Do men need bone density testing?

January 19, 2014

Cancer, Health, Health Concerns, Thyroidism

by Dr. Avé C. Sims — 

According to the National Osteoporosis Foundation, 2 million American men have osteoporosis today, and another 12 million are at risk for this disease.

According to the National Osteoporosis Foundation, 2 million American men have osteoporosis today, and another 12 million are at risk for this disease.

According to the National Osteoporosis Foundation, 2 million American men have osteoporosis today, and another 12 million are at risk for this disease. Yet despite the large number of men affected, osteoporosis in men remains underdiagnosed, underreported and inadequately researched. Although osteoporosis is less common in men than in women, it is estimated that men experience one-fifth to one-third of all hip fractures.

Many factors increase a man’s risk of developing osteoporosis. Approximately 50 to 60 percent of men with osteoporosis have disorders or conditions that are likely to produce bone loss, including hypogonadism (low production of the male sex hormone testosterone), hyperparathyroidism, intestinal disorders, malignancies, steroid therapy (e.g., chronic prednisone treatment) and immobilization.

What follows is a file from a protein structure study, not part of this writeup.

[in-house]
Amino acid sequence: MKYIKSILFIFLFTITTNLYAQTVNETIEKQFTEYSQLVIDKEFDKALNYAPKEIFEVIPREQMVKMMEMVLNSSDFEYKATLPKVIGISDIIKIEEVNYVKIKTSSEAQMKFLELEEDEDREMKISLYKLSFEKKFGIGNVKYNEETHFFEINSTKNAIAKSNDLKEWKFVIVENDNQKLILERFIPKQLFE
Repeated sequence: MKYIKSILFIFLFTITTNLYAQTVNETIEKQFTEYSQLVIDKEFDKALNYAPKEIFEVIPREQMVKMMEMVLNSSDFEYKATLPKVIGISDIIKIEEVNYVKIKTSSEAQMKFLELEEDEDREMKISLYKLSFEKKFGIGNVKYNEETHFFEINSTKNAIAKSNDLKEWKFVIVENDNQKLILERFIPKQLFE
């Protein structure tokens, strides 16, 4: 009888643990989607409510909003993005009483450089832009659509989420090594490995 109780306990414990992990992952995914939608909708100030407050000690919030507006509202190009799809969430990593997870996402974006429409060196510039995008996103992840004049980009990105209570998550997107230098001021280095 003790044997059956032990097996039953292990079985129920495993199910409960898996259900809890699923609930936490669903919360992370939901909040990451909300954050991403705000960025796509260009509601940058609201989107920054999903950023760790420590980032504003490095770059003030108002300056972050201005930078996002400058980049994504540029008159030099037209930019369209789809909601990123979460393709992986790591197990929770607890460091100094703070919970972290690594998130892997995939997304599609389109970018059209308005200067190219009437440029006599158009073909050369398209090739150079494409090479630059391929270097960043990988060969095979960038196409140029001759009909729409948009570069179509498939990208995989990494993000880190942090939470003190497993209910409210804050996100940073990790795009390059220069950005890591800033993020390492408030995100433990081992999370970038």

Hypogonadism recently has been of particular interest, since it can occur with few or no symptoms. Additional risk factors for low bone density include unhealthy behaviors such as smoking, alcohol abuse, chronic inactivity and low body weight, especially if further weight loss occurs.

Among the above conditions, the most overlooked situation that can lead to bone loss in men is treatment for prostate cancer. Men may be losing bone at an alarming rate as a result of a common prostate cancer treatment, according to researchers at the University of Pittsburgh Medical Center (UPMC) and Beth Israel Deaconess Medical Center.

The findings, published in the June issue of the Journal of Clinical Endocrinology and Metabolism, suggest that gonadotropin-releasing hormone agonists (GnRH-a), a frequently used treatment for prostate cancer, causes severe drops in bone mass and results in an increased risk of fracture in men. Screening measures include diagnostic radiologic studies using dual-energy x-ray absorptiometry of the hip and spine.

So, just because you are a man, do not dismiss osteoporosis as a woman’s disease. If you fit one of the above high-risk profiles, be sure to get yourself checked for possible bone loss.

 

Dr. Avé C. Sims is a naturopathic physician  in Mesa, Ariz. She specializes in treating chronic health conditions and general wellness with acupuncture, homeopathy, nutritional and lifestyle counseling. 480-539-6646, info@trueharmonywellness.com or trueharmonywellness.com.

Reprinted from AzNetNews, Volume 24, Number 3, June/July 2005.

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